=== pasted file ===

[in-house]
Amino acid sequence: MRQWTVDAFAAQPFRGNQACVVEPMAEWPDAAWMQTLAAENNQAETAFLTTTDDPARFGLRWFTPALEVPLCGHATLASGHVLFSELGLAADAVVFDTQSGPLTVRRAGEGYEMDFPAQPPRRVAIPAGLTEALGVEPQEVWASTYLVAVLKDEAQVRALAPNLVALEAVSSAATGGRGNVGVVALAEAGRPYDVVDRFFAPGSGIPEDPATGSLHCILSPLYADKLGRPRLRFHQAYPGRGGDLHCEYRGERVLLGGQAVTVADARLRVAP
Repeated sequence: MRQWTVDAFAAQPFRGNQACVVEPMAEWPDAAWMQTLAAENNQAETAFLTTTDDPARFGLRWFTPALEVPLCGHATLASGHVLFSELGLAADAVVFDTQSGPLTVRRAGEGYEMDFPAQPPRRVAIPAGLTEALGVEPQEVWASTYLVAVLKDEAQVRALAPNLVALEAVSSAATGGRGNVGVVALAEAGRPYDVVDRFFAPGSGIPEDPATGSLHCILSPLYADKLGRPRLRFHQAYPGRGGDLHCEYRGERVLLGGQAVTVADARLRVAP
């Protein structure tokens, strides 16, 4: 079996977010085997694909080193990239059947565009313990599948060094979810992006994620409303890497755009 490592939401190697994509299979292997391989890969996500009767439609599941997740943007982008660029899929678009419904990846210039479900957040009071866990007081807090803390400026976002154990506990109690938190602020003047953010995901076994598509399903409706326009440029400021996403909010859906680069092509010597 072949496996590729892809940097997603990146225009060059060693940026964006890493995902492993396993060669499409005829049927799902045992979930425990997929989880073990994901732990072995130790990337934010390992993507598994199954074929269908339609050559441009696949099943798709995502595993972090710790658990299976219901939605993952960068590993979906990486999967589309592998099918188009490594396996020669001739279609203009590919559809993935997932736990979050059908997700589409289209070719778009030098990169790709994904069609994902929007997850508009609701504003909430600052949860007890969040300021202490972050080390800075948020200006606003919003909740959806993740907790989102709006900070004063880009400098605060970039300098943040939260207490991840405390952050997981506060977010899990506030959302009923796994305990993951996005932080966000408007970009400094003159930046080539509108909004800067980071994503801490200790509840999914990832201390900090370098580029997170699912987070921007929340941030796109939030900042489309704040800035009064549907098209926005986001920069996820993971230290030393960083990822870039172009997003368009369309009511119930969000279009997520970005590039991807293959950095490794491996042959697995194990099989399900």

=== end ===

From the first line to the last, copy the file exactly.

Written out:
[in-house]
Amino acid sequence: MRQWTVDAFAAQPFRGNQACVVEPMAEWPDAAWMQTLAAENNQAETAFLTTTDDPARFGLRWFTPALEVPLCGHATLASGHVLFSELGLAADAVVFDTQSGPLTVRRAGEGYEMDFPAQPPRRVAIPAGLTEALGVEPQEVWASTYLVAVLKDEAQVRALAPNLVALEAVSSAATGGRGNVGVVALAEAGRPYDVVDRFFAPGSGIPEDPATGSLHCILSPLYADKLGRPRLRFHQAYPGRGGDLHCEYRGERVLLGGQAVTVADARLRVAP
Repeated sequence: MRQWTVDAFAAQPFRGNQACVVEPMAEWPDAAWMQTLAAENNQAETAFLTTTDDPARFGLRWFTPALEVPLCGHATLASGHVLFSELGLAADAVVFDTQSGPLTVRRAGEGYEMDFPAQPPRRVAIPAGLTEALGVEPQEVWASTYLVAVLKDEAQVRALAPNLVALEAVSSAATGGRGNVGVVALAEAGRPYDVVDRFFAPGSGIPEDPATGSLHCILSPLYADKLGRPRLRFHQAYPGRGGDLHCEYRGERVLLGGQAVTVADARLRVAP
């Protein structure tokens, strides 16, 4: 079996977010085997694909080193990239059947565009313990599948060094979810992006994620409303890497755009 490592939401190697994509299979292997391989890969996500009767439609599941997740943007982008660029899929678009419904990846210039479900957040009071866990007081807090803390400026976002154990506990109690938190602020003047953010995901076994598509399903409706326009440029400021996403909010859906680069092509010597 072949496996590729892809940097997603990146225009060059060693940026964006890493995902492993396993060669499409005829049927799902045992979930425990997929989880073990994901732990072995130790990337934010390992993507598994199954074929269908339609050559441009696949099943798709995502595993972090710790658990299976219901939605993952960068590993979906990486999967589309592998099918188009490594396996020669001739279609203009590919559809993935997932736990979050059908997700589409289209070719778009030098990169790709994904069609994902929007997850508009609701504003909430600052949860007890969040300021202490972050080390800075948020200006606003919003909740959806993740907790989102709006900070004063880009400098605060970039300098943040939260207490991840405390952050997981506060977010899990506030959302009923796994305990993951996005932080966000408007970009400094003159930046080539509108909004800067980071994503801490200790509840999914990832201390900090370098580029997170699912987070921007929340941030796109939030900042489309704040800035009064549907098209926005986001920069996820993971230290030393960083990822870039172009997003368009369309009511119930969000279009997520970005590039991807293959950095490794491996042959697995194990099989399900």